Four Levels of Storage Capacity Management
Effective storage capacity management helps IT leaders ensure that there are enough resources for both short-term and long-term goals. By looking at historical storage utilization trends, IT leaders can predict and plan for storage capacity in the future. In order to accurately forecast future storage capacity needs, it’s important that IT leaders are able to collect and track storage data at all levels of the organization.
Imagine running a high-level storage capacity report that shows 300 terabytes available across your storage environment – seemingly more than enough space for your next 100 TB project.
Unfortunately, there’s something you did not see. That 300 TB of space is split between your two data centers, then divided across a number of arrays. Finally, it’s even further divided across multiple pools. In reality, your 300 terabytes are fractured storage, and there isn’t enough of it in one place to handle the workloads that you need.
Unfortunately, most organizations don’t analyze storage at each of these levels. Why? Because analyzing storage at each of these levels is difficult and time-consuming, it takes time away from other critical responsibilities, and sometimes the level of detail is simply unavailable. That’s where an automated storage management service like Visual Storage Intelligence can help.
While everybody can do capacity management at some level, truly effective capacity planning should rely on consistent reporting at four levels of capacity management:
Why Four Levels?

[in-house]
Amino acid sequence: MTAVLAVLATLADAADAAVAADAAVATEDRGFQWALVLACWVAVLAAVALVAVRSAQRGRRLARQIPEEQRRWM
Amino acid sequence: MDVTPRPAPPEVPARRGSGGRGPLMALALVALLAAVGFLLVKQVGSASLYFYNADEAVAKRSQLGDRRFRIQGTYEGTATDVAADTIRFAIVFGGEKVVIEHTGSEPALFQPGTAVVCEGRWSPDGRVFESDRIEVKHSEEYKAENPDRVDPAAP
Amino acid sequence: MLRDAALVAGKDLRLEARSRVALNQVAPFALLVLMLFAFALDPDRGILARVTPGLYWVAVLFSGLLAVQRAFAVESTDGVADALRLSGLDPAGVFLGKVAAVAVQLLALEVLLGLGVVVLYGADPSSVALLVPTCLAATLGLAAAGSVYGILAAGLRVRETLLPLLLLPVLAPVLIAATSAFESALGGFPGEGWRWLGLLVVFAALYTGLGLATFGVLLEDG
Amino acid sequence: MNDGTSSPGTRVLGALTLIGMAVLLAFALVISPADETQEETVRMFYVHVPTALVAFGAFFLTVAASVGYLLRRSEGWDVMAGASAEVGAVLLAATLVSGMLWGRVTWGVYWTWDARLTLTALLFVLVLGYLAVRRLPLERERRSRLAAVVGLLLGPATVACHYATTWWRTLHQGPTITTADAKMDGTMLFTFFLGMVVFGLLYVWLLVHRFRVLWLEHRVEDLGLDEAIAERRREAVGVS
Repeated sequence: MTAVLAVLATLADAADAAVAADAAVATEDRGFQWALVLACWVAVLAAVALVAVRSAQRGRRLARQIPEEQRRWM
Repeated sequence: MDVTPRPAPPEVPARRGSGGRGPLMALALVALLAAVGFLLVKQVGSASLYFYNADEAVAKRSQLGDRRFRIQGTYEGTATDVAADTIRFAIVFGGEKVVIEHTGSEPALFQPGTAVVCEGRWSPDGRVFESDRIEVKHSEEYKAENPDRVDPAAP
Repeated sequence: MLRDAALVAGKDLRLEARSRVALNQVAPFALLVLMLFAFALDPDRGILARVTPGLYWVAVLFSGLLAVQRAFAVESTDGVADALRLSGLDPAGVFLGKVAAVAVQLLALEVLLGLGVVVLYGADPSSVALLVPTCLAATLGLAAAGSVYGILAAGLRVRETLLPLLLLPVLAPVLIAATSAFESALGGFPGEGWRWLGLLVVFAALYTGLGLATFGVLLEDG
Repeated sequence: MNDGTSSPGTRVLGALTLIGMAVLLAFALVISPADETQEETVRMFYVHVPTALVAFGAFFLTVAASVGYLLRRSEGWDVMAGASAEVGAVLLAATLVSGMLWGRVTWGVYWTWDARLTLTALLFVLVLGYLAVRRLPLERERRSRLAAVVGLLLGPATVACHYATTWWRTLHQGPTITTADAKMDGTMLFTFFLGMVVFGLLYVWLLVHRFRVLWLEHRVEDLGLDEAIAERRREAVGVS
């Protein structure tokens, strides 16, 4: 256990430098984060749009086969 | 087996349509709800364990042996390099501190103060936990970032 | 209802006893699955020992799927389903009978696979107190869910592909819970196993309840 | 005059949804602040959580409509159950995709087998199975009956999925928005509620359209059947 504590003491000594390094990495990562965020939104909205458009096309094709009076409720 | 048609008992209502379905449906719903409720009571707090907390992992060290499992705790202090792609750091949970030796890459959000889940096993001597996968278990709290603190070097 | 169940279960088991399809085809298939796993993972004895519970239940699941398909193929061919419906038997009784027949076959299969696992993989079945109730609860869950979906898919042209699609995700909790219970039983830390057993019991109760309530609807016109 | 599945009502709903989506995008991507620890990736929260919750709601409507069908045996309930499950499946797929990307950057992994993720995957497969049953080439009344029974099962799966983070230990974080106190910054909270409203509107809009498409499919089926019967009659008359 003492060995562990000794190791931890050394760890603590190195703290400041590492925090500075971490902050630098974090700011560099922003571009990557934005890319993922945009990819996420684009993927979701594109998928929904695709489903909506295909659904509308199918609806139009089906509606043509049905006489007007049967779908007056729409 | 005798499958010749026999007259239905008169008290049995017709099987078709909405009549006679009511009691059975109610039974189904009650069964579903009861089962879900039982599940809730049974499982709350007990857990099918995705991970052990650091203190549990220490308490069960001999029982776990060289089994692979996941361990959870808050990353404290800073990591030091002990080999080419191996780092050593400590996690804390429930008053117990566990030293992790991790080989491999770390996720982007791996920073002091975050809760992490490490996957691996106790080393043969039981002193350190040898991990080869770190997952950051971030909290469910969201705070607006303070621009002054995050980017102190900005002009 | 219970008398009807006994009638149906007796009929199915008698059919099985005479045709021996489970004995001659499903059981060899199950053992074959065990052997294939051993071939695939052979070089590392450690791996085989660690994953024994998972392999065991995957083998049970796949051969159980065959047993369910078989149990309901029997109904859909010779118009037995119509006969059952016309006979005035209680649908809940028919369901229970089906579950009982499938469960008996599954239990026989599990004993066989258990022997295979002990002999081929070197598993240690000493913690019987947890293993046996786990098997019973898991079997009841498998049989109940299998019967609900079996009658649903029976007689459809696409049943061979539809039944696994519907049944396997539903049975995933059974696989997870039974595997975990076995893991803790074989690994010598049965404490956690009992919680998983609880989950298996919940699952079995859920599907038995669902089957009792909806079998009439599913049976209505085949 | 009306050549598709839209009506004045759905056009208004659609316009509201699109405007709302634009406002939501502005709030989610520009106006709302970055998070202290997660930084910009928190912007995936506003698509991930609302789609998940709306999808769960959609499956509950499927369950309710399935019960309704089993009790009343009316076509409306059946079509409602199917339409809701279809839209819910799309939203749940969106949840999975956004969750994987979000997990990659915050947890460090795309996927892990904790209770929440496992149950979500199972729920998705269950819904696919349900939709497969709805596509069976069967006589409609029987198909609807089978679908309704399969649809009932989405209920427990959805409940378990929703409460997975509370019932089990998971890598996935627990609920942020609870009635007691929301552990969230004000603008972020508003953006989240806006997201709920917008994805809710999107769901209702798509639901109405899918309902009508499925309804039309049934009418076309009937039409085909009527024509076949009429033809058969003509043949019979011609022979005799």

Organizations may choose to start at either the top (the device level) or the bottom (the pool level) when it comes to capacity management planning.
For companies starting at the top, the first question they might ask is, do I have enough capacity for all backups? They might have three devices for backup, and they notice that one device is out, so they start looking to upgrade that device. While that device may need to be upgraded, could data at another level provide additional information?
Let’s say that you have two big arrays, both doing production, and you’ve divided the workloads 50/50 between the arrays. Before long, it appears that one of the arrays needs a costly upgrade. From the array level, where most capacity planning is done, there seems to be no reason why one array has reached capacity faster than the other. But a more detailed look at the pool level shows that the growth trends for one array were different from the other. Rather than investing in an upgrade, all that was needed was to change the workloads.
Very few people track at the pool level manually, but without monitoring at this level, IT leaders are leaving themselves open to problems. That’s why Visual Storage Intelligence has a tool to do this for you.
The details that appear as a result of doing multi-dimensional capacity planning can offer further insight to IT leaders, helping avoid surprise purchases, plan accordingly, and get the right storage in the right place at the right time for the right price.